Learning about all the ways that climate change is impacting the planet can feel overwhelming. No part of the world has been left untouched. And a lot of people have been — and will be — harmed by the effects of rising greenhouse gases. Many of those impacts will clearly hurt the physical health of people, such as by aggravating asthma or heart disease. But climate change can be bad for mental health as well. And children and teens are especially at risk, psychologists now report.
Climate change affects people in many ways. Direct impacts can hit hard. Extreme weather and sea-level rise can destroy homes and property. People can suffer physical harm from extreme events as well. Even if someone doesn’t have these losses, they may worry about what could happen in the future. Depression, anxiety, post-trauma stress, sleep disorders and other problems can result.
The brains of children and teens are still growing and developing, notes Lise Van Susteren. She’s a psychologist in Washington, D.C. and an expert on the mental-health effects of climate change. Those growing brains make young people “particularly vulnerable to environmental stressors,” she wrote last year in an expert report for a court case. Youths in that case have sued the U.S. government for failure to take action on climate change.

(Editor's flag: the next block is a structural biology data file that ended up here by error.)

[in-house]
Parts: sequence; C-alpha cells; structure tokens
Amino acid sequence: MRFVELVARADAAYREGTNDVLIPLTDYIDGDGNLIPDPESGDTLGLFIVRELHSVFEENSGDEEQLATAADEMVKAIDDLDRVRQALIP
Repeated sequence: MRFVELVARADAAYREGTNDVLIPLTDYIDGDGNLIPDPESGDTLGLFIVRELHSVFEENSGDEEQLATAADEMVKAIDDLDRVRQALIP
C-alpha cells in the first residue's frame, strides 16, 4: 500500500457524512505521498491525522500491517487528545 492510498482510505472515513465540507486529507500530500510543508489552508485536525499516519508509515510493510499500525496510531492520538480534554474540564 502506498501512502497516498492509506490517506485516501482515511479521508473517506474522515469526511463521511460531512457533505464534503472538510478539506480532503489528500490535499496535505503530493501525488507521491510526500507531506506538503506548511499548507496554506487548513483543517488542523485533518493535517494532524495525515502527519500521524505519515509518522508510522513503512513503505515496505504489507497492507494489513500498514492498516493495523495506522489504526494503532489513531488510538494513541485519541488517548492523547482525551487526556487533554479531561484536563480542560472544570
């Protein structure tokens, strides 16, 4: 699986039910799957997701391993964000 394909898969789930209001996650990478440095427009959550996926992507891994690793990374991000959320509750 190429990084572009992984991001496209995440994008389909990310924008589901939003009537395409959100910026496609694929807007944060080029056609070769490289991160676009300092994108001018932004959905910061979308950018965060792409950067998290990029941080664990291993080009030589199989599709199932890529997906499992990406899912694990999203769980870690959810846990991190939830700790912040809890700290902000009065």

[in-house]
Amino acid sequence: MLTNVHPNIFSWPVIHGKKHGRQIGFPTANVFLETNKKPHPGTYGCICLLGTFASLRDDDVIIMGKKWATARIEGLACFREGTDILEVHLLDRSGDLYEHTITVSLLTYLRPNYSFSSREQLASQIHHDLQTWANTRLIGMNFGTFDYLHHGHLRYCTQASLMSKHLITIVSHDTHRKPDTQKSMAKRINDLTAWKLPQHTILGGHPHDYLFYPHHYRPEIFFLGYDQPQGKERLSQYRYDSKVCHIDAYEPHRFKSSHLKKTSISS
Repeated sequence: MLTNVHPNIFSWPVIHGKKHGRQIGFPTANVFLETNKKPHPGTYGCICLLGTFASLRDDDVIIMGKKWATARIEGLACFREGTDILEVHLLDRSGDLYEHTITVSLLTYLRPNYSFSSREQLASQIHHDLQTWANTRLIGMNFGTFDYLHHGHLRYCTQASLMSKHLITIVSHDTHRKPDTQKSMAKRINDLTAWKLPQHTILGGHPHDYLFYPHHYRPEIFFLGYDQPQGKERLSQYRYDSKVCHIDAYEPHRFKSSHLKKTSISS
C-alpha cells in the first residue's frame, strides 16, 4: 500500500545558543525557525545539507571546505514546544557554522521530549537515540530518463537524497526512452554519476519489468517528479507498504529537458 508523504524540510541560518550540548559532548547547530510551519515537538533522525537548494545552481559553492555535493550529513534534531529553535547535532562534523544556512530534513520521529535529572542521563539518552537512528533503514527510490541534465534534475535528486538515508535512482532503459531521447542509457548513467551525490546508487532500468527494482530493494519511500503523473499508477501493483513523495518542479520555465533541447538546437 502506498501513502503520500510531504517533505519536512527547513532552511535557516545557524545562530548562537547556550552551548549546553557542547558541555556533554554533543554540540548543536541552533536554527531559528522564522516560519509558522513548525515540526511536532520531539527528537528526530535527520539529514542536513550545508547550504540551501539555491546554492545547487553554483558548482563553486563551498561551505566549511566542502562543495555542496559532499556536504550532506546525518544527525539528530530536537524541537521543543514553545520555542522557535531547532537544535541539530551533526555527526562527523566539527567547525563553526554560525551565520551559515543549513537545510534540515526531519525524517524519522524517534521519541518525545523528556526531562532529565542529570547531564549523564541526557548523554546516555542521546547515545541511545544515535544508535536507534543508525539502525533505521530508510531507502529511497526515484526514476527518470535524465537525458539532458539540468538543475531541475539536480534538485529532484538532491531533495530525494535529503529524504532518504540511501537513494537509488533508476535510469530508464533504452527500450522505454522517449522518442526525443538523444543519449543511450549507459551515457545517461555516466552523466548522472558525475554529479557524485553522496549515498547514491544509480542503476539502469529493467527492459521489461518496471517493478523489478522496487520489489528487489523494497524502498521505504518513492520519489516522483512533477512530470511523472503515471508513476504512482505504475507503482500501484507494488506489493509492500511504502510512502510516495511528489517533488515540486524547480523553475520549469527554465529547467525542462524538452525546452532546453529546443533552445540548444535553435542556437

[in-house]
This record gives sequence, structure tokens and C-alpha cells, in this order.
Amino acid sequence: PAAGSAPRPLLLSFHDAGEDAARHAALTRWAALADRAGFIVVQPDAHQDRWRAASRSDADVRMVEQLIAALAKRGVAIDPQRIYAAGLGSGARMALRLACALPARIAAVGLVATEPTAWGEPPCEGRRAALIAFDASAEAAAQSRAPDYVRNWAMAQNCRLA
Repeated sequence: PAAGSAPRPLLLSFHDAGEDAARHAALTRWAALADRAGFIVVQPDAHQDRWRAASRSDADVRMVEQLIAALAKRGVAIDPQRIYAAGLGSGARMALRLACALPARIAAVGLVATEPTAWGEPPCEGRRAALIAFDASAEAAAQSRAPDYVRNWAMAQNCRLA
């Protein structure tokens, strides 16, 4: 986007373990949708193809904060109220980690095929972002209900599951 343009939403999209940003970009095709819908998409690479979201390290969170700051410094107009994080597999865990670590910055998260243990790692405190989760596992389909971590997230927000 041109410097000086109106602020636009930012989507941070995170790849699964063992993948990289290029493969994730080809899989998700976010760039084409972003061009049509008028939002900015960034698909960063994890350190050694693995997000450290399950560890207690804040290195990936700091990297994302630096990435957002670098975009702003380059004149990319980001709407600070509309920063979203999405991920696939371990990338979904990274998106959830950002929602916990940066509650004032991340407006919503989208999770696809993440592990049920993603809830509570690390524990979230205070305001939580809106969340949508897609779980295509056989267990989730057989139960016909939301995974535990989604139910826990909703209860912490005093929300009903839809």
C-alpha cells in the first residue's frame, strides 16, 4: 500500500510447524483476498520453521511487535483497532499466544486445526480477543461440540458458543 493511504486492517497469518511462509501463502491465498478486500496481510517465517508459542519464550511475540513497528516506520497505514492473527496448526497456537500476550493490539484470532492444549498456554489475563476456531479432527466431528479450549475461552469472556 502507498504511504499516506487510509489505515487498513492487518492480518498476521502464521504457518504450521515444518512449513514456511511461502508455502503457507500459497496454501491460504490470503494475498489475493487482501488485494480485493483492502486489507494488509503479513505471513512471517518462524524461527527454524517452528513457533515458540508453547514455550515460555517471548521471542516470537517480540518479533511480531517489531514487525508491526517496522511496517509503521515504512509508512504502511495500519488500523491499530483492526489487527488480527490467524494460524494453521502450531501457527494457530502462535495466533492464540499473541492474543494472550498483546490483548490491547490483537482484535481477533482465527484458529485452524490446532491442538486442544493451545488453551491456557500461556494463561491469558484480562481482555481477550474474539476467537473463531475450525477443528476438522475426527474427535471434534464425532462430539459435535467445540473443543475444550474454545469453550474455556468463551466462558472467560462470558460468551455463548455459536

How Earth’s climate has been morphing can easily disrupt “normal” life. For instance, wildfires last year obliterated the town of Paradise, Calif. Kids and teens not only lost their homes but also their schools. Many had to move away from their home town and friends. Young people may have had trouble dealing with such new situations, not to mention missed school days and dealing with their roller-coaster emotions, Van Susteren and other psychologists note.
But climate change can pose a risk to mental health even without a direct physical threat. Children and teens are generally more likely to accept the scientific consensus — widespread agreement — about humanity’s role in climate change, Van Susteren notes. Many kids also worry about how the impacts of climate change are expected to only worsen.
“They look at the generation ahead of them that could have taken action and didn’t,” she says. This can trigger feelings of anger, grief, resentment, fear, frustration and being overwhelmed. Not every young person will feel these emotions. But for many, the feelings can get in the way of their general well-being. Young people “have to let those feelings out,” she says.
How to cope
There are things teens and ‘tweens can do to cope with any negative emotions that may threaten to overwhelm them.
Those who feel negative emotions about climate change “have to let those feelings out,” Van Susteren says. “Then they have to take the energy of all those emotions and ask themselves what they think they are best at doing to correct what can be corrected.” And there’s much that young people can do.
For example, 14 year-old Milou Albrecht is an activist. Since last year, she has been one of the leaders of Australia’s school strikes for climate change. The movement began with activist Greta Thunberg, a teen in Sweden. Milou says taking part feels “empowering.”
Other students may be great teachers, researchers, letter-writers or organizers for energy-saving programs. And everyone can practice energy conservation. That helps set social norms, Van Susteren says — meaning what’s normal and socially acceptable. “So there is a job for everyone,” she says.